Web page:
INDIANAPOLIS — The Indiana Conservation Reserve Enhancement Program (CREP) announced June 8 it was awarded a grant totaling $500,000. This funding was provided from a legal settlement that was stewarded in part by the Indiana Wildlife Federation. These dollars will be used to increase the number of soil conservation practices in Indiana and improve water quality in watersheds located across the state.
CREP is a partnership between the United States Department of Agriculture Farm Service Agency and the Indiana State Department of Agriculture. The program seeks to reduce pollution and improve water quality by creating buffers and wetlands that will reduce high nonpoint source pollution from sediment, nutrient, pesticide and herbicide losses from agricultural runoff into the targeted watersheds near the Wabash and White Rivers. Participants remove cropland from agricultural production and convert the land to native grasses, trees and other vegetation, which remain in place for at least 14 years. Installing buffer practices and wetlands can also enhance habitat for wildlife, including state and federally listed threatened and endangered species.
In the last several years, there has been a high interest by landowners and a tremendous amount of enrollments in the CREP program, which has resulted in demand exceeding available funding. This demand will continue to increase as participants continue to enroll land into the program. In order to cover this demand, ISDA applied for grant support in the amount of $500,000 from the American Electric Power Mitigation Money Fund, a fund of the Central Indiana Community Foundation. Additionally, this $500,000 support will leverage over $3.5 million of federal USDA dollars that will go to landowners to make improvements.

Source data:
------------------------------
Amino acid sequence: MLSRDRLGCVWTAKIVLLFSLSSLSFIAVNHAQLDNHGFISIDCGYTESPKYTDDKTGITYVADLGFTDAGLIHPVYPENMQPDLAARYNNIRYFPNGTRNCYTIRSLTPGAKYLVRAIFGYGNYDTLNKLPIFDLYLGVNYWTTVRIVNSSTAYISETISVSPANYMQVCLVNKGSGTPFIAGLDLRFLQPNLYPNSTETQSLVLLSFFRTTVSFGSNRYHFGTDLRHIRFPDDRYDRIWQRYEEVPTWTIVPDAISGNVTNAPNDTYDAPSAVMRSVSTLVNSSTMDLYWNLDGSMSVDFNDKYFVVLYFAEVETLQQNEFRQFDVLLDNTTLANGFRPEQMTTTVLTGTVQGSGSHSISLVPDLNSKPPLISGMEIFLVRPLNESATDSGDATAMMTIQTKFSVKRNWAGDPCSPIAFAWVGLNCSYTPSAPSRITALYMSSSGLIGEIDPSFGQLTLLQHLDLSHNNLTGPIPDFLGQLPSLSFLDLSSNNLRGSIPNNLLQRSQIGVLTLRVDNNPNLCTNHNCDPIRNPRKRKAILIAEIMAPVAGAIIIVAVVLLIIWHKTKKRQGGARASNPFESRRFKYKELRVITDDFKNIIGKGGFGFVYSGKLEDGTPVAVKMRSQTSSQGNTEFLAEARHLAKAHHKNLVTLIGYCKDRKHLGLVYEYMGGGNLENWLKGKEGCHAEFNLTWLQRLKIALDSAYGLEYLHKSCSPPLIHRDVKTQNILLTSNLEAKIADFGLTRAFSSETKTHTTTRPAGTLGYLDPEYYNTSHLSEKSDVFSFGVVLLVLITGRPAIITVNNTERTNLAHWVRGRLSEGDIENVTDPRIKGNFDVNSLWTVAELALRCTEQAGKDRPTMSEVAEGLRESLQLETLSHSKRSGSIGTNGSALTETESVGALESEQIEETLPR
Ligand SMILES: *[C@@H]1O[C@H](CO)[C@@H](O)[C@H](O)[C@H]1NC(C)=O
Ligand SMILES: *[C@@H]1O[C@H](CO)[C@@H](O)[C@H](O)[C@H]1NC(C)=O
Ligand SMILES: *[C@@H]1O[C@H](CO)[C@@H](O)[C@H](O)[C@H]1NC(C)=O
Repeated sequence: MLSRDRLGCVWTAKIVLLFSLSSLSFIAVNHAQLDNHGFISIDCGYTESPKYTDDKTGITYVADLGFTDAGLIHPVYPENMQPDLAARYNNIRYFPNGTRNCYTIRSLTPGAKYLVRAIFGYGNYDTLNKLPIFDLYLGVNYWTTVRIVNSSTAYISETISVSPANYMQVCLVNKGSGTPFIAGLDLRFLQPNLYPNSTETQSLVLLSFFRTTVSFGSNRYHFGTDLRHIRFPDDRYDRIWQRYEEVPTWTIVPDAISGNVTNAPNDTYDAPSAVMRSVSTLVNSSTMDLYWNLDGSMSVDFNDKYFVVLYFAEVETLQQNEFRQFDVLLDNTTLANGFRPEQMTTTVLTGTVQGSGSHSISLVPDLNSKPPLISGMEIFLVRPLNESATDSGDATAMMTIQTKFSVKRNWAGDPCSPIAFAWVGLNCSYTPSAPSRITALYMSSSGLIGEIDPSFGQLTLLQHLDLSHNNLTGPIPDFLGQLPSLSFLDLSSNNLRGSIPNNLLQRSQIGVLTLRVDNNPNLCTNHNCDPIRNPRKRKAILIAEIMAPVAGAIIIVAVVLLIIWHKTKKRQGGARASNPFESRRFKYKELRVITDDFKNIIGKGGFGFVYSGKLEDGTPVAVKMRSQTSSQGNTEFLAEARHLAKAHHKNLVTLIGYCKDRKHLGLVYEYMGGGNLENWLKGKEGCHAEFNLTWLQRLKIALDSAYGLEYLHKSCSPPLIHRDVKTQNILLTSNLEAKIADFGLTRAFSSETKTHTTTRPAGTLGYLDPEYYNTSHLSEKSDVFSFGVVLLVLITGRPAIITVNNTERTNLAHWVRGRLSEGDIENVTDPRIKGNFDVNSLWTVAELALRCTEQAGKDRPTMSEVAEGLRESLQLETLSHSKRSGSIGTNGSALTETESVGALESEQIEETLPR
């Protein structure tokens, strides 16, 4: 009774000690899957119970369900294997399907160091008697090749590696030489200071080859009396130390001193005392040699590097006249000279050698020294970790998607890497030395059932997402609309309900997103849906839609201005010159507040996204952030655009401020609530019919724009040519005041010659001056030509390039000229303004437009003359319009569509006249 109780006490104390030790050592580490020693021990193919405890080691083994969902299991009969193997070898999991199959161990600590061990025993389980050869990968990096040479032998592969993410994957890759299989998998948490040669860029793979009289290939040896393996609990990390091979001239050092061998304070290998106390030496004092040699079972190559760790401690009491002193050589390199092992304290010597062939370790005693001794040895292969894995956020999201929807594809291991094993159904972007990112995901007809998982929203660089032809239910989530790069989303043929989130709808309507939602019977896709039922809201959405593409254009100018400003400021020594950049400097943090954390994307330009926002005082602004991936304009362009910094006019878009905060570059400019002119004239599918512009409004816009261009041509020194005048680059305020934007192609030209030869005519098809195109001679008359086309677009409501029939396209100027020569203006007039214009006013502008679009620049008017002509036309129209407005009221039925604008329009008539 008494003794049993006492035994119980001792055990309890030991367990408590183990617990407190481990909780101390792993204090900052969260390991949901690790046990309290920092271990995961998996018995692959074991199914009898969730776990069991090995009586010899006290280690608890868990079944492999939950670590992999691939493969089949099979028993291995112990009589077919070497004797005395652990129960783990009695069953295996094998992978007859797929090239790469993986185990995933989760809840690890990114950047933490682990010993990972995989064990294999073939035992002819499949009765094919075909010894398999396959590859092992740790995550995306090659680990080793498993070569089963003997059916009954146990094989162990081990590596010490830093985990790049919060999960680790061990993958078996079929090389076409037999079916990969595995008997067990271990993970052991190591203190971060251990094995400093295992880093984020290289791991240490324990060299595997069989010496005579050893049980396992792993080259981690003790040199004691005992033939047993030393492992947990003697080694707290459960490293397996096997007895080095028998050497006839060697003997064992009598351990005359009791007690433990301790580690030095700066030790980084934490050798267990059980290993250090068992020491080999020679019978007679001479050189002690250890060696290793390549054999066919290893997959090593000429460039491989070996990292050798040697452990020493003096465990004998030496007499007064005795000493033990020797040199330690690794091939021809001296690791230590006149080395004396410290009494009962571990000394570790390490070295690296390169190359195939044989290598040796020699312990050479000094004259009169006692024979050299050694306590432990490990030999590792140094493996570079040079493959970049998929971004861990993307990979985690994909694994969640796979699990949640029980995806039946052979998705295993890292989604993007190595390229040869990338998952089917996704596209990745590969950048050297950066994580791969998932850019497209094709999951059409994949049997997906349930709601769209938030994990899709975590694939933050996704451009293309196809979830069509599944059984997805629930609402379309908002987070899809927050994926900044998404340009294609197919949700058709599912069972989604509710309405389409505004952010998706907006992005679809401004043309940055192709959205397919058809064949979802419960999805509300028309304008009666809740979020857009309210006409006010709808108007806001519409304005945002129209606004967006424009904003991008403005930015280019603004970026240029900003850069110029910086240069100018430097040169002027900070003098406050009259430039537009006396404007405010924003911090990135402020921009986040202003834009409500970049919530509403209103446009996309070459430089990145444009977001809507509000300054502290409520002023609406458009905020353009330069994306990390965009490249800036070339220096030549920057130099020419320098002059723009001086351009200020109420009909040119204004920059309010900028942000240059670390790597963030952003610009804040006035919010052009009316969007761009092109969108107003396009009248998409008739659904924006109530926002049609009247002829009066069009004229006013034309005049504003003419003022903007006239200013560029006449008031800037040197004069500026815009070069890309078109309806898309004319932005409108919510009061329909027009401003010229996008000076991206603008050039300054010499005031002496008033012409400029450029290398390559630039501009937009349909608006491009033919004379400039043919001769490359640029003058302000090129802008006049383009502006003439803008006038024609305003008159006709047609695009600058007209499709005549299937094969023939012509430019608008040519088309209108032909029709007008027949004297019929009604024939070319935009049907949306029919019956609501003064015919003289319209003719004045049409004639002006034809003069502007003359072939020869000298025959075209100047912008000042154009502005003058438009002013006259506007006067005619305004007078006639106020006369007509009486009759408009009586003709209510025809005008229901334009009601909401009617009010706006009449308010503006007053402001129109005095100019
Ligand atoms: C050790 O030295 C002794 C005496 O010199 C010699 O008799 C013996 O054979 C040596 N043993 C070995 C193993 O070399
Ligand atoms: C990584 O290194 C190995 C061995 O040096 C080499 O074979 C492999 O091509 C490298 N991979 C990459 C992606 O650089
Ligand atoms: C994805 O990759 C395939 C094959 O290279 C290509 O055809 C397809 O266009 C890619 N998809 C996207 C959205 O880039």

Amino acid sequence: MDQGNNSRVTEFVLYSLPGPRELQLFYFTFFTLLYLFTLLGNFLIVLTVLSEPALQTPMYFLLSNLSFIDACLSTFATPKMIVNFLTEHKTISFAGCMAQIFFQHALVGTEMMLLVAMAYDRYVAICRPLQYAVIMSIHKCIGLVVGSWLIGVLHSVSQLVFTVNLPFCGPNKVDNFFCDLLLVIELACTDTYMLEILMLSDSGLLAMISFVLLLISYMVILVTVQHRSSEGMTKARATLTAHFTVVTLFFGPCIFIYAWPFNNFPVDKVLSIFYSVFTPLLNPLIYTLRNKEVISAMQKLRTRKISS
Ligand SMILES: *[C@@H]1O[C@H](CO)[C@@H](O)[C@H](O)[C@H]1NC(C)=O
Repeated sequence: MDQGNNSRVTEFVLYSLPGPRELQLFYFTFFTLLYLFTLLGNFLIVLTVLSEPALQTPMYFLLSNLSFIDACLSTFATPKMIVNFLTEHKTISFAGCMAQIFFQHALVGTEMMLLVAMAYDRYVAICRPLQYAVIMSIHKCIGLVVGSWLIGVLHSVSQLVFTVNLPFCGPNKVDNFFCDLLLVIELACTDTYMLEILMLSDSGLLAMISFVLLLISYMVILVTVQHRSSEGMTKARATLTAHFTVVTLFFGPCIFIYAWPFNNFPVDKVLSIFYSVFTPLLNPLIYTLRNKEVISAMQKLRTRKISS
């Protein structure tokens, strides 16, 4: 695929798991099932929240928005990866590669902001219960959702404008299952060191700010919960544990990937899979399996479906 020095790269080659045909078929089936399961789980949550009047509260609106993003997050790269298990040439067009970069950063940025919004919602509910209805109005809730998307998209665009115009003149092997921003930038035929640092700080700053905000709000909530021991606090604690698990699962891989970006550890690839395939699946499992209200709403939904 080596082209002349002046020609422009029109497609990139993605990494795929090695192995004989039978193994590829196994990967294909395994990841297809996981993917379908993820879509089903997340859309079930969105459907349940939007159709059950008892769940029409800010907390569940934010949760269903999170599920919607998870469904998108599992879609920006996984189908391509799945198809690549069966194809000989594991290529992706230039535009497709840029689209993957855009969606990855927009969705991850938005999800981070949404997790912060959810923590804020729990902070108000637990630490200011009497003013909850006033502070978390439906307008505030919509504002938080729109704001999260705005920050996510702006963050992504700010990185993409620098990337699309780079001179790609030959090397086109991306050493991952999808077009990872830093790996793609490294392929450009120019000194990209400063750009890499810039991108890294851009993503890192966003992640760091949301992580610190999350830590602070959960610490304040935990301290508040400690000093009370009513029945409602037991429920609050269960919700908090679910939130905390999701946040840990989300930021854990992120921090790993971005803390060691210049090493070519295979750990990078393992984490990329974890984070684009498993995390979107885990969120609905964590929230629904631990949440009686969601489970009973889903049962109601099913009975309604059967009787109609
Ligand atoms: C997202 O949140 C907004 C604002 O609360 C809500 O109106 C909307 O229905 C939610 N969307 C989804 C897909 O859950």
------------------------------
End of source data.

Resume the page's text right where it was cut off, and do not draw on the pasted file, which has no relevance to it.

“This funding will go a long way in helping to implement conservation practices such as filter strips, wetland restorations and bottomland timber plantings which will reduce pollution and improve water quality,” said Julie Harrold, the ISDA CREP Program Manager. “We are very grateful for this support toward the CREP program.”
Emily Wood, Executive Director of the Indiana Wildlife Federation, is thrilled to see more producers and land owners benefit from the CREP program.
“We were excited to award to the CREP program because it aligned so well with the goals of settlement and ISDA’s goals of targeting some of Indiana’s most impaired watersheds,” said Wood. “Supporting the CREP program incorporates long-term pollution reduction strategies, exceptional gains in wildlife habitat and the over-arching benefit of supporting our Hoosier farming communities.”
The funds provided come from American Electric Power (AEP), I&M’s parent company, under a legal settlement with the U.S. Environmental Protection Agency, eight states and 13 citizens groups. The settlement included an agreement by AEP to invest $3.5 million to improve air quality and to reduce pollution in Indiana through various projects. The AEP settlement monies are being overseen by an oversight committee that includes Citizens Action Coalition, Clean Air Council and Indiana Wildlife Federation, with the Sierra Club as a non-voting member and Environmental Law & Policy Center as a non-voting legal advisor and facilitator.
— Indiana State Department of Agriculture
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